Consequently, when I showed up Friday night for the 58th Monterey Jazz Festival, I had a very specific list of times and settings for the performances I wished to see and hear, knowing I would remain for a full set of each, rather than spend time attempting to “sprint” to a suitable portion of several sets, as I had in the past. “Think small,” “Think continuity,” was my new mantra (of necessity) , and I also–attempting to keep my difficult balance–carried with me another host of bright and brilliant terms (another favorite book from my reading on consciousness is Bright Air, Brilliant Fire by Gerald Edleman, whose important work was introduced to me by Oliver Sacks)–ingredients related to the vestibular system: “superior, posterior, and lateral semicircular canals”; “utricle and saccule,” “endolymph fluid,” “cristae and ampullar nerves,” “calcium carbonate crystals.” Again, it’s a great trip when it all works, and a fascinating excursion even when compromised—the miracle, the gift, of possessing a balance system.
The Festival program advertised vocalist Cyrille Aimee as “rapidly rising,” a “widely acclaimed young jazz singer” who’d won both the Montreux Jazz Festival’s Vocal Competition and the Sarah Vaughan International Vocal Competition, her musical outlook international in scope, the vocalist having grown up in Samois-Sur-Seine, sneaking out (as a teenager) to “gypsy encampments,” mesmerized by the music of “those who followed the spirit of Django Reinhardt.” She added Paris, Cameroon, Singapore, and the Dominican Republic to places of residence before finally arriving in Brooklyn, where she lives now.
Having performed at a Jazz Legends Gala Honoring Chick Corea the previous evening, Cyrille Aimee brought a group featuring two guitarists—Olli Soikkeli and Michael Valeanu—with Shawn Conley on bass and Dani Danor on drums to the Night Club on Friday night. When I walked in, my first impression (I could only find a seat at the far end of the room, where I could hear but not see so well) was of a highly animated mime dressed in black, similar to her countryman Jean-Louis Barrault, whose every gesture I’d relished in the film Les Enfants du Paradise (“Children of Paradise”): Aimee herself a delightful blur of well-formed motion: vital, vibrant, sexy. Her voice, capable of a wide range of intonation, of nuance, had a girlish edge to it, a fey quality, but coy, not mannered or “cute,” allied emotionally with a fully mature approach to the mood and tone of whatever she chose to sing—as was the case of the tune I walked in on, or the tail end of it: the title song from her debut CD: It’s a Good Day.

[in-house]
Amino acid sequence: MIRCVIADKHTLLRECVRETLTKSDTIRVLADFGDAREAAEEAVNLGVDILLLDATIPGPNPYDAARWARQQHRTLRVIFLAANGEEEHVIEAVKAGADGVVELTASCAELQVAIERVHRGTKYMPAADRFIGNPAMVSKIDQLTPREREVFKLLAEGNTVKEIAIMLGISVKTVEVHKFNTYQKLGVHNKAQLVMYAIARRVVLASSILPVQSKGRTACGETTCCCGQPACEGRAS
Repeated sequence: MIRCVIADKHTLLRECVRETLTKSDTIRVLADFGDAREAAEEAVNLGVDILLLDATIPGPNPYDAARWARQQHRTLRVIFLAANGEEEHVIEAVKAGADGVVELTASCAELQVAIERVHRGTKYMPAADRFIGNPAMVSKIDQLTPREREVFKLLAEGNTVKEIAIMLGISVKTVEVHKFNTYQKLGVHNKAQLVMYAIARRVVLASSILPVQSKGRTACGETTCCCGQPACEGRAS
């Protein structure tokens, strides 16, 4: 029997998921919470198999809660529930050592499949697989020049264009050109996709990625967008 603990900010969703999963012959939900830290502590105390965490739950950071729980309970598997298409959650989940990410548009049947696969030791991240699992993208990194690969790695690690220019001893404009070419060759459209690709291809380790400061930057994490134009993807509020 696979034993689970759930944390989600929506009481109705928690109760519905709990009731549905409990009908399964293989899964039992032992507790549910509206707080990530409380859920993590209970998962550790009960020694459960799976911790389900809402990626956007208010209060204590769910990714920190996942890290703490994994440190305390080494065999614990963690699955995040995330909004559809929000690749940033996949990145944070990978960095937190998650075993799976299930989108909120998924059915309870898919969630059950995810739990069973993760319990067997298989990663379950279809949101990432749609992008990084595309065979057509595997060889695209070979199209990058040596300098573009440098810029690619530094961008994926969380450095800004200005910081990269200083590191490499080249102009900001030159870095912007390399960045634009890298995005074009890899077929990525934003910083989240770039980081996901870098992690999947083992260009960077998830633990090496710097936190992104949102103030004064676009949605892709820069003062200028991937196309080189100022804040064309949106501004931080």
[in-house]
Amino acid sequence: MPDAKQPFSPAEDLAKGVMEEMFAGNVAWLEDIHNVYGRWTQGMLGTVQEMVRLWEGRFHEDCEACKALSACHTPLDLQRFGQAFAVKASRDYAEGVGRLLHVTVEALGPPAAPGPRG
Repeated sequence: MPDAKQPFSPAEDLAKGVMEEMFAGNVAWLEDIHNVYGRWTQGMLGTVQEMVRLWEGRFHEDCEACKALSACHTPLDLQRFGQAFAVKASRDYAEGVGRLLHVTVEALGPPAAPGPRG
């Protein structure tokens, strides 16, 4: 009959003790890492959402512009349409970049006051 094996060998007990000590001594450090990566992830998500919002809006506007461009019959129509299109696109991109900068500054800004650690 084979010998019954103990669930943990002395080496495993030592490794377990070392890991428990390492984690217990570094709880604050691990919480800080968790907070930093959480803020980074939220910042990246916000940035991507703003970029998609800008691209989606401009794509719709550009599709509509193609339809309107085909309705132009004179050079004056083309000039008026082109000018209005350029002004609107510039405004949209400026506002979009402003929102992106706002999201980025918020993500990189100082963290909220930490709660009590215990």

The next song, which I heard all of, one devoid of any “girlish” inflection, took me by surprise. It was Jim Morrison’s “People Are Strange.” The first thing I noticed, once the group was into this tune, was just how smoothly, how tightly together—in spite of whatever attention she called to herself (her gestures, the quality of her voice)—they were. Cyrille Aimee became a part of a unique blend, a unique matchup of her “sidemen” and herself, the equally young and vibrant guitars (one with an immediately engaging “gypsy” flair or tone, the other providing a smooth bop “feel” that offset the Reinhardt mode perfectly) paired with bass and drums. The five “units” or components of this group acted as one—a single, totally compatible “family,” with no degree of separation, even though Cyrille Aimee stood (or moved) in the forefront—the whole melting, as Teilhard de Chardin said of a religious experience, “into a single vibrant surface wherein all demarcation ceased.”
The interplay between the two guitars was first-rate: the rapid fire driving Reinhardt sound offset by the smooth cool—in the tradition of Barney Kessel, Jim Hall, Kenny Burrell, Tal Farlow—inflection. “People Are Strange,” a gutsy song (“Faces look ugly when you’re alone …”), was represented as a throaty, bluesy ballad, the effect enhanced by the tight interactive guitar work. Aimee emphasized the isolation, the alienation of the “voice” in her own unique, flexible manner (she did wonderfully strange things with the word “strange”), and I couldn’t help but think of some of my recent reading on “consciousness”: Antonio Damasio writing on emotion occurring in an autobiographical setting in which “feelings generate a concern for the individual experiencing them. The past, the now, and the anticipated future are given the appropriate saliences … concern for the individual self.”
“People Are Strange” was followed by “Love Me Or Leave Me,” Aimee—in her appealing French accent—acknowledging the Billie Holiday and Nina Simone legacy of this song—one taken at a breakneck tempo (“Nina did it very fast, but we do it faster”), the interaction of guitars a hallmark again: Django hot sizzle played off against a “cool” mood sustained even at the frantic pace. The two guitars traded off on a “chase scene” worthy of Nat “King” Cole and Les Paul with Jazz at the Philharmonic—no winner but much good fun and respect on both sides. The song closed with Cyrille Aimee’s breathless “no one … un … less … that some … one … is you!”—and a sudden stop.